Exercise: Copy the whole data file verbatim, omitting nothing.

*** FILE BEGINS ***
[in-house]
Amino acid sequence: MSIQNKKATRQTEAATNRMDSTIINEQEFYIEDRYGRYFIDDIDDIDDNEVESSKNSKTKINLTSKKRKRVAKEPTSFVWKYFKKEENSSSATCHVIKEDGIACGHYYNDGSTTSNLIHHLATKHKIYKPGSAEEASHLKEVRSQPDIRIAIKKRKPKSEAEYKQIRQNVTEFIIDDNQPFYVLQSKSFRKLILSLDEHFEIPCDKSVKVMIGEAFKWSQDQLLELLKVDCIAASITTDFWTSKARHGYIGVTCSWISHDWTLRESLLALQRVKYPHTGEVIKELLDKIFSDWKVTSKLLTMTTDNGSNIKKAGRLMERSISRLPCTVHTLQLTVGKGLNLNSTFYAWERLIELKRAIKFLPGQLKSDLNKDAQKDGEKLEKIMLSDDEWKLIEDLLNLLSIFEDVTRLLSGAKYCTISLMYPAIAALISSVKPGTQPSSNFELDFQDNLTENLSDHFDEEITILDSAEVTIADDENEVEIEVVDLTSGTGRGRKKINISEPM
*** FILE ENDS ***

[in-house]
Amino acid sequence: MSIQNKKATRQTEAATNRMDSTIINEQEFYIEDRYGRYFIDDIDDIDDNEVESSKNSKTKINLTSKKRKRVAKEPTSFVWKYFKKEENSSSATCHVIKEDGIACGHYYNDGSTTSNLIHHLATKHKIYKPGSAEEASHLKEVRSQPDIRIAIKKRKPKSEAEYKQIRQNVTEFIIDDNQPFYVLQSKSFRKLILSLDEHFEIPCDKSVKVMIGEAFKWSQDQLLELLKVDCIAASITTDFWTSKARHGYIGVTCSWISHDWTLRESLLALQRVKYPHTGEVIKELLDKIFSDWKVTSKLLTMTTDNGSNIKKAGRLMERSISRLPCTVHTLQLTVGKGLNLNSTFYAWERLIELKRAIKFLPGQLKSDLNKDAQKDGEKLEKIMLSDDEWKLIEDLLNLLSIFEDVTRLLSGAKYCTISLMYPAIAALISSVKPGTQPSSNFELDFQDNLTENLSDHFDEEITILDSAEVTIADDENEVEIEVVDLTSGTGRGRKKINISEPM